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A man walks in front of campaign banners of the Ethiopian Prime Minister Abiy Ahmed, and Birhanu Nega, head of the Ethiopian Citizens for Social Justice party, hours before Ethiopia's parliamentary and regional elections, in Addis Ababa, Ethiopia on June 20, 2021.BAZ RATNER/Reuters

Prime Minister Abiy Ahmed is almost certain to win Ethiopia’s much-delayed election on Monday, but the wartime vote is unlikely to restore the global support and domestic stability that he craves.

Almost one-fifth of the country, including the war-ravaged Tigray region, will be unable to vote because of continuing violence or logistical issues. And in the heavily populated Oromia region, several opposition leaders are imprisoned or boycotting the election, further damaging its credibility.

The election in Africa’s second-most populous country was originally scheduled to be held last year, but has been postponed twice since then.

With opposition strongholds absent from the voting or weakened by the boycotts and arrests, Mr. Abiy and his ruling Prosperity Party are expected to capture a majority of parliamentary seats, helping him consolidate his grip on power after three years in office.

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But the vote will do little to resolve the Tigray conflict and could even stoke further tensions in Oromia. “These constituencies will doubtless see the vote’s outcome as illegitimate,” said political analyst William Davison in a commentary for the International Crisis Group last week.

Mr. Abiy has shown few signs of interest in dialogue with his opponents. He recently vowed to “destroy” what he describes as Ethiopia’s internal enemies. Unless he becomes more conciliatory, the unrest and instability in the country could “spike further,” Mr. Davison said.

Mr. Abiy was widely seen as a liberal reformer when he took power in 2018. After decades of authoritarian governments in Ethiopia, he freed thousands of political prisoners and allowed opposition parties to operate, sparking hope for the country’s future.

“In hindsight, the euphoria appears unrealistic,” said Adem Abebe, a democratic-governance expert at the International Institute for Democracy and Electoral Assistance, in an analysis published last week.

“The pendulum swung back to an enduring political culture of mistrust, labelling, absolute dominance and elimination,” he said.

“Transitions from authoritarianism are moments of weakness, vulnerable to potential breakdown of order and even civil war, particularly in countries divided along identities.”

On the international stage, the election is unlikely to help Mr. Abiy regain the popularity that he enjoyed in 2019 when he won the Nobel Peace Prize for helping settle a long-standing border conflict with Eritrea.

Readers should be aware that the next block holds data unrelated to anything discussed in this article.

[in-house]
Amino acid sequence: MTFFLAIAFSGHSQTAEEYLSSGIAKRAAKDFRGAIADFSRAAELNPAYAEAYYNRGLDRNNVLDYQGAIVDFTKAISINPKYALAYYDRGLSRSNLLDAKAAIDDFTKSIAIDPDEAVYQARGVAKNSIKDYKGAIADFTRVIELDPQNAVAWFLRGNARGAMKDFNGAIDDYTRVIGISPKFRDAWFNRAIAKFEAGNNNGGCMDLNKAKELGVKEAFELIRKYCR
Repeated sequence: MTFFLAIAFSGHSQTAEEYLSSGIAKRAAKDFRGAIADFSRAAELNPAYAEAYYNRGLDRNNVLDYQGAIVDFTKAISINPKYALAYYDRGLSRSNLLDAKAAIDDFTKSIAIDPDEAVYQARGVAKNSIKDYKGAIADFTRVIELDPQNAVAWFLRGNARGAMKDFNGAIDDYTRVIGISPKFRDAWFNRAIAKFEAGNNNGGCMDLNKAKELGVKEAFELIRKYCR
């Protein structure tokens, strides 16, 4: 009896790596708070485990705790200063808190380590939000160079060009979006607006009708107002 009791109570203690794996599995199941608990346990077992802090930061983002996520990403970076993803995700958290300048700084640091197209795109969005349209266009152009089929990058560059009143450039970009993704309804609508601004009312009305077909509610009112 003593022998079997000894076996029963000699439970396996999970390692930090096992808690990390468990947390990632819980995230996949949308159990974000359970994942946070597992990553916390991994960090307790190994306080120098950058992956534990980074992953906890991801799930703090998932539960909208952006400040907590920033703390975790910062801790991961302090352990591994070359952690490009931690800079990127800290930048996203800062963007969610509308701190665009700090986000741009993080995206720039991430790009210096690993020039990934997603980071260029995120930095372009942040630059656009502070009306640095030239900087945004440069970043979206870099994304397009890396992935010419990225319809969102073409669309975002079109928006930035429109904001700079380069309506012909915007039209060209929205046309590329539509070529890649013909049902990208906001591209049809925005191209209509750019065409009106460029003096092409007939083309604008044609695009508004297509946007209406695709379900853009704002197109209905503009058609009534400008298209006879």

Mr. Abiy is already facing the suspension of some categories of financial aid from the United States and Europe because of his actions in Tigray. For months, he has defied international pressure on the Tigray conflict. European and North American governments have urged him to ensure that relief agencies have full access to Tigray and continue to insist that thousands of Eritrean troops are withdrawn from the region, but neither has happened yet.

The European Union announced last month that it will not send an observer mission to the election, since the government had rejected the mission’s standard request for assurances of security and independence. Another group of observers, from the United States, has warned that the election is facing “significant difficulties” – including widespread insecurity and ethnic conflicts – that will threaten its credibility.

“The right to campaign freely is undermined by the precarious security situation in some constituencies,” the U.S. observers said in a report this month. “At the same time, political parties representing the opposition have raised complaints about the intimidation and harassment of their supporters and candidates.”

The U.S. State Department, in a statement earlier this month, said it is “gravely concerned” about the environment under which the elections are being held – including the detention of opposition leaders, harassment of the media, and the many conflicts across the country. These are “obstacles to a free and fair electoral process and whether Ethiopians would perceive them as credible,” the U.S. statement said.

“The exclusion of large segments of the electorate from this contest due to security issues and internal displacement is particularly troubling.”

The Canadian government has voiced its own concerns about the election. In an e-mailed response to questions from The Globe and Mail, the Global Affairs department said it is concerned by the “challenging environment” under which the election will take place. It called for “a broader inclusive political process to foster national reconciliation.”

Mohammed Girma, a visiting lecturer at the University of Roehampton and a research associate at the University of Pretoria, said there is still a chance that the election could nudge Mr. Abiy into an improved dialogue with the Tigray and Oromia regions. But there is also a “real possibility” that he could choose a more authoritarian path after the election, Mr. Girma said.

“There will be no shortage of pretexts if this is deemed politically profitable,” he said in an analysis published last week. “Abiy can project himself as the leader of law and order.”

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